San Diego's Qualcomm Stadium, the NOLA Superdome and the color of natural disaster politics
I was getting dressed this AM and heard a CNN report on the wonderful logistical planning that went into handling the people in San Diego displaced from their homes as fires rage there. National Guard troops were in place, food, water and even yoga classes awaited Californians who needed to de-stress from the trauma of having to bunk down in Qualcomm Stadium.
About 12,000 people displaced by the wildfires sought shelter Tuesday at Qualcomm Stadium, where volunteers were on hand to provide food and other services. The evacuation operation was going smoothly Tuesday afternoon, and National Guard troops sent to maintain order were described as polite and helpful.
AT&T provided Internet access to the evacuees and charged their cell phones for free. Volunteers offered massage therapy, yoga, kosher food and art projects for kids.
“There was a call for artists last night,” said Brian Patterson, who manages community programs at the San Diego Museum of Art. “And I thought, 'this is what I do, anyway,' so I came down here,” he said.
Evacuees also had access to information on insurance and got medical help. They were given snacks and drinks and necessities such as baby wipes, tooth brushes, toothpaste and hand sanitizers.
The first thing that came to mind of course, is what happened in New Orleans after Hurricane Katrina, when it took five days to get water to people in distress, despite ample time to prepare before the disaster struck as Katrina made its way to the Gulf coast.
Why do you think that is? dnA had something to say, and it's after the jump.From Too Sense:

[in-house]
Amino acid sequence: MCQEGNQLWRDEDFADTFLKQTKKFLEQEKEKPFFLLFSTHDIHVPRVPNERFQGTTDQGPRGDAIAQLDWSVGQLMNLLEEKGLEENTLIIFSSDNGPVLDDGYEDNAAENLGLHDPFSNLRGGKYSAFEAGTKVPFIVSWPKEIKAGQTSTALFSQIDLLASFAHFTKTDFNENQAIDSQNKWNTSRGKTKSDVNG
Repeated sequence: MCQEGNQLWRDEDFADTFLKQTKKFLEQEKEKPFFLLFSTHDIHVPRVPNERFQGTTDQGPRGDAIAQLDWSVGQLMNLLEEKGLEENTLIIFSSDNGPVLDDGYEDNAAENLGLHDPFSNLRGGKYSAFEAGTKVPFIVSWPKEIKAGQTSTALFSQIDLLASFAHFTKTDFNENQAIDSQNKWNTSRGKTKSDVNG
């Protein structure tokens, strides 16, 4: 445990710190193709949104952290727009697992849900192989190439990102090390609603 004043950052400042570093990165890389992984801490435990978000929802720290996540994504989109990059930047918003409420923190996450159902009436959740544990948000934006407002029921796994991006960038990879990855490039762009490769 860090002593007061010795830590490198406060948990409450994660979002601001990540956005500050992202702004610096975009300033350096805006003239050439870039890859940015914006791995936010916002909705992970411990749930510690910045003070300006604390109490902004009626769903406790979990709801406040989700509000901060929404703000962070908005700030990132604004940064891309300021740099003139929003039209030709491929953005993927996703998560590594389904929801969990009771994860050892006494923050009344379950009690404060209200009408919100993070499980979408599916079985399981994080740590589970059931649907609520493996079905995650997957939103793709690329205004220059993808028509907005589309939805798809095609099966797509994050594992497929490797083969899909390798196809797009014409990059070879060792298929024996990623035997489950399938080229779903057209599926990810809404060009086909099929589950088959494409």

Maybe conditions in the Superdome would have been better if the evacuees had massage therapists to help them cope with the stress of being abandoned and left to die for five days; but I'm inclined to think that maybe food, water, and shelter would have been enough.
Had New Orleans been a mostly white city, they would have gotten all that and more.
There are many factors at work here, the fact that the governor of California is a Republican and the Bush Administration would like to keep it that way, the fact that the evacuees here are financially better off than those in Hurricane Katrina, and the fact that the evacuees are not overwhelmingly black. But it really comes down to the same thing, which is that in America how the government treats you hinges entirely on your race, class, and assumed political affiliation.
You can also add to that plenty of blame for Mayor Ray Nagin and Governor Kathleen Blanco — they had no clear plan and were in over their heads in dealing with the Bush White House and the political games; in fact Nagin had developed a DVD to pass out in the churches of the city to tell poor residents that they were on their own when The Big One hit. It was all a perfect storm of incompetence, classism, racism and politics that was the shame of a nation.
And the difference in the situations was not lost on the Associated Press either:
Like Hurricane Katrina evacuees two years earlier in New Orleans, thousands of people rousted by natural disaster fled to the NFL stadium here, waiting out the calamity and worrying about their homes.
The similarities ended there, as an almost festive atmosphere reigned at Qualcomm Stadium.
…The New Orleans evacuees had dragged themselves through floodwaters to get to the Louisiana Superdome in 2005, and once there endured horrific conditions without food, sanitation or law enforcement. But these evacuees drove to the expansive parking lots in the San Diego suburbs. The worst that most endured in their exodus was heavy traffic and smoky haze.
I expect to see a column by self-loathing negro Jesse Lee Peterson to show up on WND or Clown Hall soon blaming the difference in circumstances on the black folks in the Superdome. After all, he’s already on record saying this in the aftermath of Katrina: “If black folks want to blame someone for this tragedy they only need to look in the mirror.”